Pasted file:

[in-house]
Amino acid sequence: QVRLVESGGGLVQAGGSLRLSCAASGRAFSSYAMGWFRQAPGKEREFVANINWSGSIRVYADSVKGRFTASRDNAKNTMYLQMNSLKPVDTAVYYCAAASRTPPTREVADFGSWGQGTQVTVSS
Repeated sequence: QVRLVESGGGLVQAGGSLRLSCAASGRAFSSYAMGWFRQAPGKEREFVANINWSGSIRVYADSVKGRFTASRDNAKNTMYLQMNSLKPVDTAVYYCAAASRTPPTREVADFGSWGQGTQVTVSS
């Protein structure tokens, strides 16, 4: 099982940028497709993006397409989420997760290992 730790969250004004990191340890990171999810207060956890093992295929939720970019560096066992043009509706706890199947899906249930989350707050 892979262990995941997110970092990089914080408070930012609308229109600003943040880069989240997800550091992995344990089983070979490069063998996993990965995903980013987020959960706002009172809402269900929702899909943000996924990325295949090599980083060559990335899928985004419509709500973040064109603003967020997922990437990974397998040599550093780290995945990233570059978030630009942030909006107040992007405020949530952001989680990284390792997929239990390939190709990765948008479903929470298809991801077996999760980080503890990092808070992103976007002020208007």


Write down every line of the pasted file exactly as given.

[in-house]
Amino acid sequence: QVRLVESGGGLVQAGGSLRLSCAASGRAFSSYAMGWFRQAPGKEREFVANINWSGSIRVYADSVKGRFTASRDNAKNTMYLQMNSLKPVDTAVYYCAAASRTPPTREVADFGSWGQGTQVTVSS
Repeated sequence: QVRLVESGGGLVQAGGSLRLSCAASGRAFSSYAMGWFRQAPGKEREFVANINWSGSIRVYADSVKGRFTASRDNAKNTMYLQMNSLKPVDTAVYYCAAASRTPPTREVADFGSWGQGTQVTVSS
């Protein structure tokens, strides 16, 4: 099982940028497709993006397409989420997760290992 730790969250004004990191340890990171999810207060956890093992295929939720970019560096066992043009509706706890199947899906249930989350707050 892979262990995941997110970092990089914080408070930012609308229109600003943040880069989240997800550091992995344990089983070979490069063998996993990965995903980013987020959960706002009172809402269900929702899909943000996924990325295949090599980083060559990335899928985004419509709500973040064109603003967020997922990437990974397998040599550093780290995945990233570059978030630009942030909006107040992007405020949530952001989680990284390792997929239990390939190709990765948008479903929470298809991801077996999760980080503890990092808070992103976007002020208007």